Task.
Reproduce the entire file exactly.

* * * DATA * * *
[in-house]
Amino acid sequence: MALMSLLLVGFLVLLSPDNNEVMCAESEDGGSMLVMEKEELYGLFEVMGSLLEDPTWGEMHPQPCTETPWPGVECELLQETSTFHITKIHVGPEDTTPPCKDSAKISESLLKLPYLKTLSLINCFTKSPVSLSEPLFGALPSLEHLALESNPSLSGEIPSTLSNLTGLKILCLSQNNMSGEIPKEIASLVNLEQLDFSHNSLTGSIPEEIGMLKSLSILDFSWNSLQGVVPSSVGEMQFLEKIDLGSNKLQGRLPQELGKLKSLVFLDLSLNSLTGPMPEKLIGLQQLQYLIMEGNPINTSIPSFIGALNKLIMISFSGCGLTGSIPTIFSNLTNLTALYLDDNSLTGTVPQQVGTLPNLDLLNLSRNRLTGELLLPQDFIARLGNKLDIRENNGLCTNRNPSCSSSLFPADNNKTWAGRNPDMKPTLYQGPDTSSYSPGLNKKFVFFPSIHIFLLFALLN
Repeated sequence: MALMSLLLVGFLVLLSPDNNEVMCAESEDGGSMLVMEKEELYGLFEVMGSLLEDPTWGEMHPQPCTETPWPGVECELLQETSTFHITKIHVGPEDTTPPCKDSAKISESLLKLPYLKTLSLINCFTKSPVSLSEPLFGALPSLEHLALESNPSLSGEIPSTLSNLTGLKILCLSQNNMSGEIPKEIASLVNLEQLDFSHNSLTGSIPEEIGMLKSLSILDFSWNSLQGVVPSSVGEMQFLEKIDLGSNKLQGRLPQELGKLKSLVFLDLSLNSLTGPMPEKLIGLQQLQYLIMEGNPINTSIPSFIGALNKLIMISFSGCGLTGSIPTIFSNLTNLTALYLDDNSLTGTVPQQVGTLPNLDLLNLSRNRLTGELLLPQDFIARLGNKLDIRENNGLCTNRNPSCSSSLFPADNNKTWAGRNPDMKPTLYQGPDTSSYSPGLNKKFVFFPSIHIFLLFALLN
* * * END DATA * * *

[in-house]
Amino acid sequence: MALMSLLLVGFLVLLSPDNNEVMCAESEDGGSMLVMEKEELYGLFEVMGSLLEDPTWGEMHPQPCTETPWPGVECELLQETSTFHITKIHVGPEDTTPPCKDSAKISESLLKLPYLKTLSLINCFTKSPVSLSEPLFGALPSLEHLALESNPSLSGEIPSTLSNLTGLKILCLSQNNMSGEIPKEIASLVNLEQLDFSHNSLTGSIPEEIGMLKSLSILDFSWNSLQGVVPSSVGEMQFLEKIDLGSNKLQGRLPQELGKLKSLVFLDLSLNSLTGPMPEKLIGLQQLQYLIMEGNPINTSIPSFIGALNKLIMISFSGCGLTGSIPTIFSNLTNLTALYLDDNSLTGTVPQQVGTLPNLDLLNLSRNRLTGELLLPQDFIARLGNKLDIRENNGLCTNRNPSCSSSLFPADNNKTWAGRNPDMKPTLYQGPDTSSYSPGLNKKFVFFPSIHIFLLFALLN
Repeated sequence: MALMSLLLVGFLVLLSPDNNEVMCAESEDGGSMLVMEKEELYGLFEVMGSLLEDPTWGEMHPQPCTETPWPGVECELLQETSTFHITKIHVGPEDTTPPCKDSAKISESLLKLPYLKTLSLINCFTKSPVSLSEPLFGALPSLEHLALESNPSLSGEIPSTLSNLTGLKILCLSQNNMSGEIPKEIASLVNLEQLDFSHNSLTGSIPEEIGMLKSLSILDFSWNSLQGVVPSSVGEMQFLEKIDLGSNKLQGRLPQELGKLKSLVFLDLSLNSLTGPMPEKLIGLQQLQYLIMEGNPINTSIPSFIGALNKLIMISFSGCGLTGSIPTIFSNLTNLTALYLDDNSLTGTVPQQVGTLPNLDLLNLSRNRLTGELLLPQDFIARLGNKLDIRENNGLCTNRNPSCSSSLFPADNNKTWAGRNPDMKPTLYQGPDTSSYSPGLNKKFVFFPSIHIFLLFALLN